“Life and Death” on the Internet: Metaphors and Chinese Users’ Experiences of “Account Bombing”

Hui Fang, Shangwei Wu


“Account bombing” is the phenomenon in which Internet regulators permanently block some individual users’ social media accounts without the users knowing in advance. In this study, we frame account bombing as a form of user-targeted censorship by Internet platforms, which disrupts individual users’ daily routines. To understand how Chinese Internet users make sense of their experiences of account bombing, our study examines user narratives about this practice, paying particular attention to the metaphors they employ. Our findings suggest that users often use metaphors related to the body and death, such as “death sentence, ghosts, reincarnation,” and a person’s “will.” Overall, body-and-death metaphors reveal the irreversibility of account bombing and the uneven power relations of the Chinese Internet, which are heavily skewed toward regulators. These metaphors also establish the relevance of the seemly individual, sporadic experience of account bombing to a broader audience, evoking affective and political sympathy.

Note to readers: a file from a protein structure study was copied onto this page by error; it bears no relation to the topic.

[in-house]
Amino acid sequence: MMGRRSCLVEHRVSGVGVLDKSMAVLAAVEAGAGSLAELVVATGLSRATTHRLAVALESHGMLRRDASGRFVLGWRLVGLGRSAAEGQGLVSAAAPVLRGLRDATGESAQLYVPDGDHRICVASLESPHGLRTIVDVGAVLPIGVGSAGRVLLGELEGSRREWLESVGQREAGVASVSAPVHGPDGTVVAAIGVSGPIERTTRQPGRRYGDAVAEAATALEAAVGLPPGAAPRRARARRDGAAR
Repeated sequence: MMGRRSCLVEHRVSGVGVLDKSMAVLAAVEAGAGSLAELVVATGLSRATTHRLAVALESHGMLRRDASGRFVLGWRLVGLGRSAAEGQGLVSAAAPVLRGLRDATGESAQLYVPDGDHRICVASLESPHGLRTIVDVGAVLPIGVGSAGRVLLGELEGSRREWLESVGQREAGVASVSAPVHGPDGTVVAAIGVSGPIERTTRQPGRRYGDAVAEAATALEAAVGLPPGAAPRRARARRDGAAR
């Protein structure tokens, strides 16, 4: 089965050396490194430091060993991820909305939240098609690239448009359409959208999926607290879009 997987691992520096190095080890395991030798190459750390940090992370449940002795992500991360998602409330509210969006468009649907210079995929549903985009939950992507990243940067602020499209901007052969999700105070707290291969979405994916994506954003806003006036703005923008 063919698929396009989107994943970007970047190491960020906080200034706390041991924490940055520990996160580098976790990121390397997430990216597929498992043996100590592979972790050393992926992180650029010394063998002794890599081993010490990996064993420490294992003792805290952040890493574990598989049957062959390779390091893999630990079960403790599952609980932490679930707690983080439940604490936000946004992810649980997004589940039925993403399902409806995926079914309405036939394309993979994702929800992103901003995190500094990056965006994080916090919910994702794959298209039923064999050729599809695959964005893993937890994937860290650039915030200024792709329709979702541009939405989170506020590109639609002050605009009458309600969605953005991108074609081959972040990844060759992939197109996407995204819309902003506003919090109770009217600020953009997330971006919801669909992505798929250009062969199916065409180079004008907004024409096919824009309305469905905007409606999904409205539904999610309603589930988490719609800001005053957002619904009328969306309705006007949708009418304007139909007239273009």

censorship, Chinese Internet, fear, Internet platform, media traces, social media, WeChat, Weibo

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